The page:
The following photo shows the cluster of statues in Waterloo Place, viewed from across Pall Mall, from the southern section of Waterloo Place.

First Public Statue of a Woman in London

The cluster is facing to the south east, so the best view is after walking up the steps from The Mall and through the lower part of Waterloo Place. Regent Street St James’s is directly behind the group, leading up from the north western side of Waterloo Place towards Piccadilly.

A closer view of the cluster of statues on their island location:

First Public Statue of a Woman in London

Although the cluster of statues may give the appearance that there were part of a single installation, there were fifty four years between the central monument (1861) and the two statues at the front of the cluster (1915).

The “First Public Statue of a Woman in London” is one of the statues installed in 1915, and I will come to these later in the post.

The central monument is the Guards’ Memorial and was erected in 1861 as a memorial to the 2,162 soldiers of the Brigade of Guards who had lost their lives in the Crimean War. It was the work of the sculptor John Bell, who was also responsible for the 1856 marble Crimean memorial in Woolwich and the “America” group on the base of the Albert memorial.

The current location of the memorial was the third option, after sites in Hyde Park and St James’s Park had been considered.

At the top of the monument is the figure of Honour, standing with outstretched arms.

First Public Statue of a Woman in London

Below the figure of Honour are three soldiers dressed in full marching uniform representing the Grenadier, Coldstream and Fusilier Guards.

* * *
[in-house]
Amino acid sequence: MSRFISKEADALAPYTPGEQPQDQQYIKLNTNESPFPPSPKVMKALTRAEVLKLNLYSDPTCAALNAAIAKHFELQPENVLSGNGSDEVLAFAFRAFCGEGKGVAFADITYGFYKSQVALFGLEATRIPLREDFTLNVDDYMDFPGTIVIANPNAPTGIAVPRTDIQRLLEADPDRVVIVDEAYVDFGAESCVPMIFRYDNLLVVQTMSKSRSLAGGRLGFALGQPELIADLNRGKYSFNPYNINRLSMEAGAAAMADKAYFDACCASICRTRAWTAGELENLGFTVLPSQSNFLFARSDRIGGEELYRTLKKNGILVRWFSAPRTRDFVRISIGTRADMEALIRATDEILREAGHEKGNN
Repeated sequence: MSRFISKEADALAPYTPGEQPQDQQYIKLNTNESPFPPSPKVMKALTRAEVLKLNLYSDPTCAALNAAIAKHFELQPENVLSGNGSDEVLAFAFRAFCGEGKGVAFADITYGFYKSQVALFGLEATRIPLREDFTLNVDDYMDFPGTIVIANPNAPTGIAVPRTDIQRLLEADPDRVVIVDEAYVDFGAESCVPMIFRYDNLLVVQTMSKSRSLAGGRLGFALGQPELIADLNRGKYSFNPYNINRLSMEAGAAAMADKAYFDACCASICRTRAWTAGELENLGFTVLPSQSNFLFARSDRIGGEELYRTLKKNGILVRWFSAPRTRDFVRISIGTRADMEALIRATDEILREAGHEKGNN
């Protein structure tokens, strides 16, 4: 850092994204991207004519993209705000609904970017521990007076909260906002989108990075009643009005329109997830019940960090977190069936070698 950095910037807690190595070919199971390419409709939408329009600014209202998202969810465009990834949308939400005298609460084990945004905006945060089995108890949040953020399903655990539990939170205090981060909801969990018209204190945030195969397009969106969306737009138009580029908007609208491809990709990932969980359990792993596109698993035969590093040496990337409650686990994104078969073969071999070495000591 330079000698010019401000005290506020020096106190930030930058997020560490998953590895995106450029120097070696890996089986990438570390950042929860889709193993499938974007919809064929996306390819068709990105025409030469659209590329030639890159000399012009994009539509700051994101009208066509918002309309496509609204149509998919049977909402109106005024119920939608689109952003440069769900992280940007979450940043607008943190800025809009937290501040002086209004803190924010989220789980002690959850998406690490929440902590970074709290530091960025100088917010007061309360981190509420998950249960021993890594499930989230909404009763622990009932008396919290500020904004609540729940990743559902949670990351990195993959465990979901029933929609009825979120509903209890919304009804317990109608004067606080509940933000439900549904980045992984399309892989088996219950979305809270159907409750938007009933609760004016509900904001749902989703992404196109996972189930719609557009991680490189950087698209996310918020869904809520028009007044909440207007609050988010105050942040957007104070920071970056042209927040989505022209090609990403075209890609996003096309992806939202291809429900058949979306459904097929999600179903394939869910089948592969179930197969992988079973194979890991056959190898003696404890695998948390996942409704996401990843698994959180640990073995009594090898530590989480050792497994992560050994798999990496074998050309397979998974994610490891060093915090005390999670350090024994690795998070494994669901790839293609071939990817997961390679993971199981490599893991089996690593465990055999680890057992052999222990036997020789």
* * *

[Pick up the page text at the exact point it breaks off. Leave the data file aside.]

The figures were cast at the Elkington and Co. foundry in Birmingham and they were made from guns taken from Sebastopol in the Crimea. The old guns were broken up at Woolwich, then sent to Birmingham.

One hundred tons of granite was used for the pedestal and surrounds of the monument. The granite came from the Cheesewring quarries in Cornwall.

The Illustrated London News on the 13th April 1861 was very scathing about the new monument:

“The Guards’ memorial as it now stands before us, must be confessed to be an eyesore, and an obstruction of the public view of one of the most agreeable outlooks which our crowded thoroughfares afforded; and suggests the absolute necessity of some provision being made in this ‘testimonial’ age to prevent our streets and squares being blocked up in all directions with unsightly effigies to departed worth, however honourable the sentiments which may lead to their construction.

As a work of art this memorial is almost beneath criticism. It may be said of it with perfect truth that it is unique; nothing like it has ever been seen – nothing else like it, we trust, ever will be seen. It is neither sculpturesque nor architectural, nor jointly both. A heavy, irregular structure of granite is the principal object, filling up a considerable area in the roadway. 

Independently of the hideousness of the granite pile, the arrangement of the figures outrages all accepted rules of artistic treatment, That of ‘Honour’ is the only one which can be seen from all sides, but from her attitude it is obvious that it is only intended to be viewed from the front; its character and vocation being problematical from all other parts, sometimes suggesting the idea to the irreverent multitude of a street acrobat throwing his four rings. The guardsmen can be seen only from the front – not the front facing the public thoroughfare, but that facing the vacant space between the Athenaeum and United Service Clubs, where nobody goes, except on purpose”.